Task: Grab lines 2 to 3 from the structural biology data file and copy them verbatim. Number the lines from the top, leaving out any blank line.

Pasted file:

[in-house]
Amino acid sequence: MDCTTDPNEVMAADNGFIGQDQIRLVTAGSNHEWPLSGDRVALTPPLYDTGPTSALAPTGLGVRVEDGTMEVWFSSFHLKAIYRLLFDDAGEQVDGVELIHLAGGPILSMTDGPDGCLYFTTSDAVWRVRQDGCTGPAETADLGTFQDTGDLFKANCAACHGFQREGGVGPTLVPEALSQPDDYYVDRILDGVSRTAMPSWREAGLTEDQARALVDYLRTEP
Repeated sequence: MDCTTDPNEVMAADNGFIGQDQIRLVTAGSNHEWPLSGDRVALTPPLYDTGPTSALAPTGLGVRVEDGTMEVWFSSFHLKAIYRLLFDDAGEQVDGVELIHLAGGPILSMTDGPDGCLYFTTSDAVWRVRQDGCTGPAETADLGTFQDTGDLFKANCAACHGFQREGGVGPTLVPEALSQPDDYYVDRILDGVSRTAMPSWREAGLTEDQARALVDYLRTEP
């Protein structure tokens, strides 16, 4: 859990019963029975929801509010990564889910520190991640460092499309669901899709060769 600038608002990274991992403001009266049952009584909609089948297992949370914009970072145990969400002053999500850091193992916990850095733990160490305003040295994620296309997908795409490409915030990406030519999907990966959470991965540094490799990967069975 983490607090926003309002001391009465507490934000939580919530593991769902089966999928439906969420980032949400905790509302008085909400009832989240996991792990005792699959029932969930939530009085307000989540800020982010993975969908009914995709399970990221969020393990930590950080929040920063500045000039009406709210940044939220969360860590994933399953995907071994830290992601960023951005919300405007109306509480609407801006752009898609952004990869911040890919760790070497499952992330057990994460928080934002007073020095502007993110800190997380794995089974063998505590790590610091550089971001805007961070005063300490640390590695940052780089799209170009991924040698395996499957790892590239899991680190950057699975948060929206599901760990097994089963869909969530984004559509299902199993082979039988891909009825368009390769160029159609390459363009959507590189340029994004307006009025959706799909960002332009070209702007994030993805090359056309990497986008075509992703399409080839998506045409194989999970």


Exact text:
Amino acid sequence: MDCTTDPNEVMAADNGFIGQDQIRLVTAGSNHEWPLSGDRVALTPPLYDTGPTSALAPTGLGVRVEDGTMEVWFSSFHLKAIYRLLFDDAGEQVDGVELIHLAGGPILSMTDGPDGCLYFTTSDAVWRVRQDGCTGPAETADLGTFQDTGDLFKANCAACHGFQREGGVGPTLVPEALSQPDDYYVDRILDGVSRTAMPSWREAGLTEDQARALVDYLRTEP
Repeated sequence: MDCTTDPNEVMAADNGFIGQDQIRLVTAGSNHEWPLSGDRVALTPPLYDTGPTSALAPTGLGVRVEDGTMEVWFSSFHLKAIYRLLFDDAGEQVDGVELIHLAGGPILSMTDGPDGCLYFTTSDAVWRVRQDGCTGPAETADLGTFQDTGDLFKANCAACHGFQREGGVGPTLVPEALSQPDDYYVDRILDGVSRTAMPSWREAGLTEDQARALVDYLRTEP